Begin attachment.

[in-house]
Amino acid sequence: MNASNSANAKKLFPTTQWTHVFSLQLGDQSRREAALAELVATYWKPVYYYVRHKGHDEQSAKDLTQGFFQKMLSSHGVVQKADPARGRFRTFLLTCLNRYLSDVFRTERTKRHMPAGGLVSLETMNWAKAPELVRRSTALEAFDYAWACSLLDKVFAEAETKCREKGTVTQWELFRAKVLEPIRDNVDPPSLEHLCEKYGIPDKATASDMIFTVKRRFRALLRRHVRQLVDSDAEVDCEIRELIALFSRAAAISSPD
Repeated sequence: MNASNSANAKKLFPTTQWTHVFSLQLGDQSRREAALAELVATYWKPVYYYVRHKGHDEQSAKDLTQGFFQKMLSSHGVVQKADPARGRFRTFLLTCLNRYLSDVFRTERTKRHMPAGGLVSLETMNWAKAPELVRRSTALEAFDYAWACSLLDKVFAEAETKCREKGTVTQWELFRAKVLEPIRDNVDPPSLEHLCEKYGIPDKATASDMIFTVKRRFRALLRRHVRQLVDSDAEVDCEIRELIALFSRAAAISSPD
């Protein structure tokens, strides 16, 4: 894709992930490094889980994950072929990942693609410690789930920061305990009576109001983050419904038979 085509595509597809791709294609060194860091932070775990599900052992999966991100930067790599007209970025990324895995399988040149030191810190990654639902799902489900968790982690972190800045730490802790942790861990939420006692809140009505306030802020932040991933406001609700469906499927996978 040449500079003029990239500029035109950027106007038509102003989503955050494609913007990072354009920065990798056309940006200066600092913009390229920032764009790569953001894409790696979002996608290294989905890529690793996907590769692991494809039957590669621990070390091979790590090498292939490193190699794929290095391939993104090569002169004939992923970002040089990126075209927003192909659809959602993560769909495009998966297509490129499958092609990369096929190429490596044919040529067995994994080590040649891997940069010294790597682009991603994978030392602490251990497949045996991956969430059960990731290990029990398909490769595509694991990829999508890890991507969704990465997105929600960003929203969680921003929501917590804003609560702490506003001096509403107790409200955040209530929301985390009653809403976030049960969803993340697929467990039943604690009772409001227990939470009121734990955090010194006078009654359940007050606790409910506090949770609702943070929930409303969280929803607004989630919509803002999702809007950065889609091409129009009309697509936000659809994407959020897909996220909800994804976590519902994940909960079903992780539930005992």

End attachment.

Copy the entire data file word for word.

[in-house]
Amino acid sequence: MNASNSANAKKLFPTTQWTHVFSLQLGDQSRREAALAELVATYWKPVYYYVRHKGHDEQSAKDLTQGFFQKMLSSHGVVQKADPARGRFRTFLLTCLNRYLSDVFRTERTKRHMPAGGLVSLETMNWAKAPELVRRSTALEAFDYAWACSLLDKVFAEAETKCREKGTVTQWELFRAKVLEPIRDNVDPPSLEHLCEKYGIPDKATASDMIFTVKRRFRALLRRHVRQLVDSDAEVDCEIRELIALFSRAAAISSPD
Repeated sequence: MNASNSANAKKLFPTTQWTHVFSLQLGDQSRREAALAELVATYWKPVYYYVRHKGHDEQSAKDLTQGFFQKMLSSHGVVQKADPARGRFRTFLLTCLNRYLSDVFRTERTKRHMPAGGLVSLETMNWAKAPELVRRSTALEAFDYAWACSLLDKVFAEAETKCREKGTVTQWELFRAKVLEPIRDNVDPPSLEHLCEKYGIPDKATASDMIFTVKRRFRALLRRHVRQLVDSDAEVDCEIRELIALFSRAAAISSPD
């Protein structure tokens, strides 16, 4: 894709992930490094889980994950072929990942693609410690789930920061305990009576109001983050419904038979 085509595509597809791709294609060194860091932070775990599900052992999966991100930067790599007209970025990324895995399988040149030191810190990654639902799902489900968790982690972190800045730490802790942790861990939420006692809140009505306030802020932040991933406001609700469906499927996978 040449500079003029990239500029035109950027106007038509102003989503955050494609913007990072354009920065990798056309940006200066600092913009390229920032764009790569953001894409790696979002996608290294989905890529690793996907590769692991494809039957590669621990070390091979790590090498292939490193190699794929290095391939993104090569002169004939992923970002040089990126075209927003192909659809959602993560769909495009998966297509490129499958092609990369096929190429490596044919040529067995994994080590040649891997940069010294790597682009991603994978030392602490251990497949045996991956969430059960990731290990029990398909490769595509694991990829999508890890991507969704990465997105929600960003929203969680921003929501917590804003609560702490506003001096509403107790409200955040209530929301985390009653809403976030049960969803993340697929467990039943604690009772409001227990939470009121734990955090010194006078009654359940007050606790409910506090949770609702943070929930409303969280929803607004989630919509803002999702809007950065889609091409129009009309697509936000659809994407959020897909996220909800994804976590519902994940909960079903992780539930005992």